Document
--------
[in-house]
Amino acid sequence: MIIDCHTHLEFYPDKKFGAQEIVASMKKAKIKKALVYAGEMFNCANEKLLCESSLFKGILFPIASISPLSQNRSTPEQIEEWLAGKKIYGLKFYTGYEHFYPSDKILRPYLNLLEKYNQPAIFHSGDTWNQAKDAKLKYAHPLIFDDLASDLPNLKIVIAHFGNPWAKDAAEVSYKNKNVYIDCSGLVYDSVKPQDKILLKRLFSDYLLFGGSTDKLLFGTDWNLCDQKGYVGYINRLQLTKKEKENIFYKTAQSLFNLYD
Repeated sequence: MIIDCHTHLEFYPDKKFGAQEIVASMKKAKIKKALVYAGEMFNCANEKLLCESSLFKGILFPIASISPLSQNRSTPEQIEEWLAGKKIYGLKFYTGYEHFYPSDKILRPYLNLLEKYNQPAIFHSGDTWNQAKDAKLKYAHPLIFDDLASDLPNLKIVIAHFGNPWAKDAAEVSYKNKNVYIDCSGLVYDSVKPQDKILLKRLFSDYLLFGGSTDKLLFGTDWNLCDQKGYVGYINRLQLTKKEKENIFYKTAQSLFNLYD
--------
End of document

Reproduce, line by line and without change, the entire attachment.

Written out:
[in-house]
Amino acid sequence: MIIDCHTHLEFYPDKKFGAQEIVASMKKAKIKKALVYAGEMFNCANEKLLCESSLFKGILFPIASISPLSQNRSTPEQIEEWLAGKKIYGLKFYTGYEHFYPSDKILRPYLNLLEKYNQPAIFHSGDTWNQAKDAKLKYAHPLIFDDLASDLPNLKIVIAHFGNPWAKDAAEVSYKNKNVYIDCSGLVYDSVKPQDKILLKRLFSDYLLFGGSTDKLLFGTDWNLCDQKGYVGYINRLQLTKKEKENIFYKTAQSLFNLYD
Repeated sequence: MIIDCHTHLEFYPDKKFGAQEIVASMKKAKIKKALVYAGEMFNCANEKLLCESSLFKGILFPIASISPLSQNRSTPEQIEEWLAGKKIYGLKFYTGYEHFYPSDKILRPYLNLLEKYNQPAIFHSGDTWNQAKDAKLKYAHPLIFDDLASDLPNLKIVIAHFGNPWAKDAAEVSYKNKNVYIDCSGLVYDSVKPQDKILLKRLFSDYLLFGGSTDKLLFGTDWNLCDQKGYVGYINRLQLTKKEKENIFYKTAQSLFNLYD